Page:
NMR and LC-MS spectra demonstrated an increase in reduced (GSH) and oxidized (GSSG) glutathione content in samples treated with TCDD (Table 4). However, it has been reported that GSH content decreases after exposure to TCDD . Furthermore, from the 1H NMR data, it was observed that the GSH/GSSG ratio increased ca. 20% with TCDD exposure. This ratio, considered a parameter for measuring the oxidative status of a cell, has been reported to decrease in several in vivo studies as a consequence of exposure to TCDD [23, 61]. However, data are variable and some authors have reported an increase in the GSH/GSSG ratio after mice were treated with TCDD .
GSH acts as a nucleophilic "scavenger" of numerous compounds and their metabolites via enzymatic and chemical mechanisms (converting electrophilic centers to thioether bonds) and as a substrate in the glutathione peroxidase (GPx)-mediated reduction of lipid hydroperoxides and of H2O2 to water [62, 63]. As a consequence of this reaction, GSH is oxidized to GSSG, which is in turn recycled back to GSH via glutathione reductase (GR). Therefore, any effect on the activity of GPx, GR or both could affect the ratio between GSH and GSSG. Several in vivo  and in vitro [64, 65] studies have described the inhibition of GPx activity in liver due to TCDD treatment. Inhibition of the activity of this enzyme could theoretically lead to an increase in the content of GSH and in the GSH/GSSG ratio, as observed herein. However, it has been reported that the activity of GPx in liver mitochondria of mice exposed to TCDD is increased , but increased activity of GR in liver mitochondria was also evident, possibly explaining the increased GSH/GSSG ratio following dioxin treatment. Some studies have demonstrated that TCDD increases the activity of GR in liver cells , whereas other authors describe the opposite effect .
In relation to the synthesis of GSH, Boverhof and co-authors  demonstrated up-regulated expression of the genes for enzymes involved in the synthesis of GSH (such as glutamate-cysteine ligase, Gclc, and glutathione synthase, Gss) after rats and mice were exposed to TCDD. Increased synthesis of GSH could explain the results. Boverhof and co-authors  described a down-regulation of the genes associated with the metabolism of glutamate and glycine, which are building blocks of GSH. They suggested that this down-regulation could be an adaptation of the cell to conserve these amino acids for increased glutathione synthesis.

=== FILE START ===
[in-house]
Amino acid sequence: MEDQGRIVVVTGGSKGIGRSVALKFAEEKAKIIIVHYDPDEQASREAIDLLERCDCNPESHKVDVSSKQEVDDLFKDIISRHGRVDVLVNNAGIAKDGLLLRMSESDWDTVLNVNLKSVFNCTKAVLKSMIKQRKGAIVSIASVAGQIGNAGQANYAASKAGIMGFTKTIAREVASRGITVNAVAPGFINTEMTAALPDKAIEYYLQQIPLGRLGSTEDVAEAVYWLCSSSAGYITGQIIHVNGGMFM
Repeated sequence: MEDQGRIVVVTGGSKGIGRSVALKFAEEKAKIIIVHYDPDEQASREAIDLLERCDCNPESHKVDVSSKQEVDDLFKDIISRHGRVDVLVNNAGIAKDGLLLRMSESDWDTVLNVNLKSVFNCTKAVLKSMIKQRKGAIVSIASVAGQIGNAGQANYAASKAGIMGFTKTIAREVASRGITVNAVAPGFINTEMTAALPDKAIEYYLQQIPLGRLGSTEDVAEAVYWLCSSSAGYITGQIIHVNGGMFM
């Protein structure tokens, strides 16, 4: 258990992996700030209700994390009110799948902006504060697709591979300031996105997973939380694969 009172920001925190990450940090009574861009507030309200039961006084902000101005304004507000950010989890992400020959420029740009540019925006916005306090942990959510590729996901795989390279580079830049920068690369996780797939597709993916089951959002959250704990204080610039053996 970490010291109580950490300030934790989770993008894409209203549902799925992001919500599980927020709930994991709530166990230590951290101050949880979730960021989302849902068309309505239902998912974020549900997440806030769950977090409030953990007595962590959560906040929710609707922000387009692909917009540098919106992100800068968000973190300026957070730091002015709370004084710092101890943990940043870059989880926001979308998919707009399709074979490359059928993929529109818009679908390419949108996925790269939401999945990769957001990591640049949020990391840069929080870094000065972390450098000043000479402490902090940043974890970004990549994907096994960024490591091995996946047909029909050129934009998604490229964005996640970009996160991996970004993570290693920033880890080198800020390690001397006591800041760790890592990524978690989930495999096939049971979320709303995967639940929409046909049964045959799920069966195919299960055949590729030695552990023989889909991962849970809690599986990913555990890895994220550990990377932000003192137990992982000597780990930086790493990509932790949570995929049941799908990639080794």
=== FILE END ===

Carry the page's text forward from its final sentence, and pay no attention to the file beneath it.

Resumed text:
Other effects associated with TCDD treatment
Creatine is decreased in cells as a result of TCDD treatment (Table 4). In relation to this, Boverhof and co-authors  found that genes expressing guanidinoacetate N-methyltransferase (GAMT), one of the key enzymes in the biosynthesis of creatine, are down-regulated in liver after TCDD administration to rats. It has been reported that GAMT deficiency is associated with a reduction in body weight owing to reduced body fat mass , which could be related to the aforementioned in vivo effects of TCDD exposure.
The content of taurine, a non-protein sulfur-containing β-amino acid, is increased after the exposure of cells to TCDD. Taurine plays an important role in several biological processes including anti-oxidation, detoxification, membrane stabilization and maintenance of osmolarity . Moreover, it has been demonstrated that there is a relationship between taurine and lipid metabolism [69, 70]. Taurine lowers hepatic triglyceride concentration, reduces the synthesis of cellular cholesterol ester and elevates hepatic free fatty acids. These effects are in agreement with the results of the present study for HepG2 cells exposed to TCDD. TCDD down-regulates cysteine dioxygenase (CDO) [41, 42, 71, 72], the first enzyme in the conversion of cysteine to taurine. This seems to conflict with the observation of higher taurine levels after exposure to TCDD, but since the regulation of taurine concentration is unknown, perhaps the increased concentration of taurine after exposing cells to TCDD is related to other mechanisms.
An increased signal (average ratio TCDD: DMSO = 1.5) tentatively assigned to uridine diphosphate-N-acetylgalactosamine (UDP-NAcGal) and/or uridine diphosphate-N-acetylglucosamine (UDP-NacGlu) was observed after TCDD exposure (Table 4).
UDP-NAcGal and UDP-NacGlu are N-acetylhexosamines involved in several biosynthetic reactions including O-glycosylation of proteins on serine and threonine residues. O-linked glycosylation involves the transfer of the N-acetylhexosamine group from the UDP-acetylhexosamine, which is catalyzed by glycosyltransferases [73, 74].
Lower activity of these enzymes could theoretically produce an increase in the levels of UDP-N-acetylhexosamines. In agreement with this, decreased expression of GALNT1, the gene encoding the UDP-N-acetylgalactosamine transferase, was observed by Kim and co-authors  after HepG2 cells were exposed to TCDD.
Changes in the intracellular levels of UDP-N-acetylhexosamines, as observed in this study after exposure to TCDD, may indicate that protein O-glycosylation is affected. Altered expression levels of glycosylated protein have been described after TCDD exposure in vitro .
We have no explanation for the decrease in concentration of N-acetyl aspartate. This metabolite is normally expressed at high concentrations in the brain and has been implicated as an osmolyte  with the potential to bind to calcium ions or metal ions .